Since it is Sarcoma awareness Month this July, it seemed like the perfect topic to talk about this Monday. Now I had no idea what it was until earlier today so I thought I would share what I found out.
Now, I am no professional and I had never heard of this before so I apologise that my information is not going to have a personal touch to it. This post is solely to educate and raise awareness of the illness to others who, like me, had never heard of it before.
Sarcoma can be defined as “a group of rare cancers affecting the tissues that connect, support and surround other body structures and organs” (NHS). Now this can be anything from blood vessels and skin tissue to fat muscle and ligaments. It can affect both inside and outside the body as well as affecting any part of the body, but mainly arms and legs.
Around 3,300 people in the UK are diagnosed each year!
So what exactly are the causes of this and what symptoms should we be aware of?
Though the cause tends to be unclear, Doctors believe that there are several factors which could link to the cause of Sarcoma. For example, if you have had radiotherapy in the past (perhaps for a previous cancerous illness), years after that treatment Sarcoma could develop. Other examples can included if you are elderly, have been exposed to chemicals such as dioxins, phenoxyacetic herbicides or vinyl chloride, or it could be down to genetics.
Now, due to Sarcoma being able to affect anywhere in the body it makes the signs and symptoms rather vast. Also, in its early stages of development it does not cause any symptoms at all. However, professionals state that the main symptoms include a painless lump underneath the skin that cannot easily be moved, but over time grows and becomes more painful due to pressing against muscles and nerves.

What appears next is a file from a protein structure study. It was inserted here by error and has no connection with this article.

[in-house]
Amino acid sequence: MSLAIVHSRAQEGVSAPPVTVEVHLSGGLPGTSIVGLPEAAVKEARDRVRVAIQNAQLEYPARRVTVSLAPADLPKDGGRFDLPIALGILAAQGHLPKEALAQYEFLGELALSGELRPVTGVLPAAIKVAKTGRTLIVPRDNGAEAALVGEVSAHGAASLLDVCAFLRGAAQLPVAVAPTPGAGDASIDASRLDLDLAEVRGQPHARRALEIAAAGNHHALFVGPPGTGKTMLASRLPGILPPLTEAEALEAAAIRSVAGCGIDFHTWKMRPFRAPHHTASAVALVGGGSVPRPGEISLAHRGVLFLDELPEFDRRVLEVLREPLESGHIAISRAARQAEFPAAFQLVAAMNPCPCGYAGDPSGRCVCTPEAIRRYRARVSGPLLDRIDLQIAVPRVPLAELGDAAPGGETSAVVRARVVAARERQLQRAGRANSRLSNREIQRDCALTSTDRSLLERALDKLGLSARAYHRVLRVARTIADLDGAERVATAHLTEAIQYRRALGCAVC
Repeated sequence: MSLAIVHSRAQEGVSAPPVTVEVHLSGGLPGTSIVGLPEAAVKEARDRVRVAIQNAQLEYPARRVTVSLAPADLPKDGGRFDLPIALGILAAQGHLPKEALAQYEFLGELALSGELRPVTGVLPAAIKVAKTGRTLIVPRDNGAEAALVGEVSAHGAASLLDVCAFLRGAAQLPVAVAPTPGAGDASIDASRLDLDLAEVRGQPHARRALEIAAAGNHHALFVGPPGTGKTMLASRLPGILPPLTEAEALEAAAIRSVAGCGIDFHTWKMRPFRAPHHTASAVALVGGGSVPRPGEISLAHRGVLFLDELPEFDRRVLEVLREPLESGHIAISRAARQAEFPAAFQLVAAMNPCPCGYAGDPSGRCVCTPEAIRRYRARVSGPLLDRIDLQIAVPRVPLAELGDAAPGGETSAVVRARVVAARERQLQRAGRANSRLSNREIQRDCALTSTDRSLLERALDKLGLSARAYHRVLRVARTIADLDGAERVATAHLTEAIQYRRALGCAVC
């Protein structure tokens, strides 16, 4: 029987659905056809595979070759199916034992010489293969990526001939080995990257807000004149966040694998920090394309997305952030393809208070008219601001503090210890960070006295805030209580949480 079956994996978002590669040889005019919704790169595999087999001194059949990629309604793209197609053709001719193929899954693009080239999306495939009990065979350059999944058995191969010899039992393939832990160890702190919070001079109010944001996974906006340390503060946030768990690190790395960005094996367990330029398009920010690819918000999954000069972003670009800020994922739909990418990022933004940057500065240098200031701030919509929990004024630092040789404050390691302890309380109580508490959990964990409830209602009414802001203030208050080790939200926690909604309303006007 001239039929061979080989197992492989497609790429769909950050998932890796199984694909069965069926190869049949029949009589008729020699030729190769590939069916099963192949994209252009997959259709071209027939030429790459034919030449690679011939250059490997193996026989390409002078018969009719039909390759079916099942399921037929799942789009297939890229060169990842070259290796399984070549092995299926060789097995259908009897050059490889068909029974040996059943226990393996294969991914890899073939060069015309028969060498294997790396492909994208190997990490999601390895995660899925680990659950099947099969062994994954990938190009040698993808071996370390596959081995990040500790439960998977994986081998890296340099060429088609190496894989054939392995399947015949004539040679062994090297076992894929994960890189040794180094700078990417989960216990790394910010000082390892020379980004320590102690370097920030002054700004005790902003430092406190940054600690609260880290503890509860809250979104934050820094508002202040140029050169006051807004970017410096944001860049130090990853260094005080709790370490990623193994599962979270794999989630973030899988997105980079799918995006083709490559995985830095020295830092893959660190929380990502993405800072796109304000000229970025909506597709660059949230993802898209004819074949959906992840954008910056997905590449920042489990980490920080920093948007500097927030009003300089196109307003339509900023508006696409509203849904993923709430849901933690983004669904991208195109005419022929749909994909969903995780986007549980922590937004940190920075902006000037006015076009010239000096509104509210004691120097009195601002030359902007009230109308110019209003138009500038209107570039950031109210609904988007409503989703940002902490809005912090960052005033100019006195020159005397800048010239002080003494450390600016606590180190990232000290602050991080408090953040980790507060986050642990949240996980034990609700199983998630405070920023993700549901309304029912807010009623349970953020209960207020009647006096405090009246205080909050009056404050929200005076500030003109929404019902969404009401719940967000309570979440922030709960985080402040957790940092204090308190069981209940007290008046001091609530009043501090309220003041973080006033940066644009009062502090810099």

The NHS state that if a lump is the size of a golf ball this should be classed as suspicious and you should visit your GP!
Here are some facts about Sarcoma.
- 10 people every day are diagnosed with sarcoma in the UK.
- when it comes to cancer diagnosis per year, Sarcoma only makes up 1%
- There are three main types of sarcoma: soft tissue sarcoma, bone sarcoma and gastrointestinal stromal tumours (GIST).
- There are around 100 different sub-types of sarcoma.
- Sarcomas make up 15% of all childhood cancers (0-14 years) and 11% of all cancer diagnoses in teenagers and young people (15-24 years)
If you would like to find out more about Sarcoma please, follow the links below. Also, follow the links to other bloggers talking about Sarcoma and living with the different types.. I hope you found this post interesting and are now educated of Sarcoma for their awareness month!
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